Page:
• Post Reply Bookmark Topic Watch Topic
  • New Topic

Set And List  RSS feed

 
Sam Benry
Ranch Hand
Posts: 89
  • Mark post as helpful
  • send pies
  • Quote
  • Report post to moderator
I am new to Set and List, so bare with me please.
I have this code:

I worked on it and everything is cool, until i got to a place where order is important, I read around and found that I should have used list instead.
My questions:
1) How do I declare a list ? Is this correct:

2) I don't want to allow duplicate entries, that is done automatically in Set, how to do this in List ?
3) How do I randomly shuffle a List? Can a set be shuffled?
4) Can you demonstrate a loop over a list ?
5) commands like (add, remove, contains .. etc) are also available in list ?
 
Campbell Ritchie
Marshal
Posts: 56570
172
  • Mark post as helpful
  • send pies
  • Quote
  • Report post to moderator
Back to the Java Tutorials! Find the bit about Set interfaces and what a Set is (the API documentation for Set and List are also worth reading).

You see what the difference between a Set and a List is?

You will notice there are hybrid implementations, which incorporate a linked list into another interface. I think you may want a LinkedHashSet. You can use almost the same declaration simply using "LinkedHasSet" in place of HashSet after the "new."

For your declaration of a List you would put the name of something implementing the List interface after the new in your 2nd code snippet. The two most popular List implementations are ArrayList and LinkedList.
2: It is pretty awkward to exclude duplicates from a List, since the essence of a List is that it permits duplicates. You could try if(!myList.contains(nextObject)) but "no duplicates" really suggests "Set."

3: For shuffling etc find the Collections class which has all sorts of methods like that.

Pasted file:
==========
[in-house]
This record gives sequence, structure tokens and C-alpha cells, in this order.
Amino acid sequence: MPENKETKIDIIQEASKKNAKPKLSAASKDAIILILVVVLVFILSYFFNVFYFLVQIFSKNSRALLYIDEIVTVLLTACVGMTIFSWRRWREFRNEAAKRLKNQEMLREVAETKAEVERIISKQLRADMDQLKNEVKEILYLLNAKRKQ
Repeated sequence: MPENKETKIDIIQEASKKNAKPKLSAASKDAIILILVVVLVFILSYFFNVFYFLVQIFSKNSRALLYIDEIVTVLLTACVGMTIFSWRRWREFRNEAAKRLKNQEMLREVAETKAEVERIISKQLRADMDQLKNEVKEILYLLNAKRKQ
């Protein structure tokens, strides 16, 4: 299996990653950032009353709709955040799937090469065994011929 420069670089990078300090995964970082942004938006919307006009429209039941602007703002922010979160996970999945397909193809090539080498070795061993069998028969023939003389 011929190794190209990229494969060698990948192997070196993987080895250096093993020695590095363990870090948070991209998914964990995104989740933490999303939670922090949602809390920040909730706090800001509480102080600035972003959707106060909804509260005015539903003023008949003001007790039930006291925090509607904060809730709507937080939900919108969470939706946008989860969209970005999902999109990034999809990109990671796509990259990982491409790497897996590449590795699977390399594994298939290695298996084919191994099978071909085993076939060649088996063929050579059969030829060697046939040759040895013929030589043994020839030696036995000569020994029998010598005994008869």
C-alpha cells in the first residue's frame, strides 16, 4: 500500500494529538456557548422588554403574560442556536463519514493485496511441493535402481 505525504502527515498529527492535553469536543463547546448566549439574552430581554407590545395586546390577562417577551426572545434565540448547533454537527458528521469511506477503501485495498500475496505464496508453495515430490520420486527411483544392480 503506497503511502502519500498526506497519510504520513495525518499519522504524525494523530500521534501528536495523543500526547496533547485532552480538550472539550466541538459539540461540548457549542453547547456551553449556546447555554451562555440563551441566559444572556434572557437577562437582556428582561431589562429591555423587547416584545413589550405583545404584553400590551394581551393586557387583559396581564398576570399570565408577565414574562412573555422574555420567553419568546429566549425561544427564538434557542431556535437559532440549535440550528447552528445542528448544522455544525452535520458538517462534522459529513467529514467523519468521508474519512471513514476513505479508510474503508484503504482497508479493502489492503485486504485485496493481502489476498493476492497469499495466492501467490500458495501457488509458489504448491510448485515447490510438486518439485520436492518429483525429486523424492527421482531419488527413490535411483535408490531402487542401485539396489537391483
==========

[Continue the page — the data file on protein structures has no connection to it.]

4: Yes, you can loop over a List.
5: Yes, Lists implement all the methods of the Collection interface.

CR
 
Henry Wong
author
Sheriff
Posts: 23295
125
C++ Chrome Eclipse IDE Firefox Browser Java jQuery Linux VI Editor Windows
  • Mark post as helpful
  • send pies
  • Quote
  • Report post to moderator
I worked on it and everything is cool, until i got to a place where order is important, I read around and found that I should have used list instead.


If order is important, there are Set implementations that deal with this. If insertion order or access order is preferred, you can use the LinkedHashSet class. If a particular (sorted) order is needed, you can use the TreeSet class.

Henry
 
Rob Spoor
Sheriff
Posts: 21135
87
Chrome Eclipse IDE Java Windows
  • Mark post as helpful
  • send pies
  • Quote
  • Report post to moderator
Note that shuffling a Set does not make sense since, in general, a Set does not require a specific order. Shuffling implies changing the order.

You can shuffle the order of a LinkedHashSet though, by using a List as intermediate collection:

This won't work with HashSet and TreeSet though, since these either have no order at all (HashSet) or a specific order (TreeSet).
 
  • Post Reply Bookmark Topic Watch Topic
  • New Topic
Boost this thread!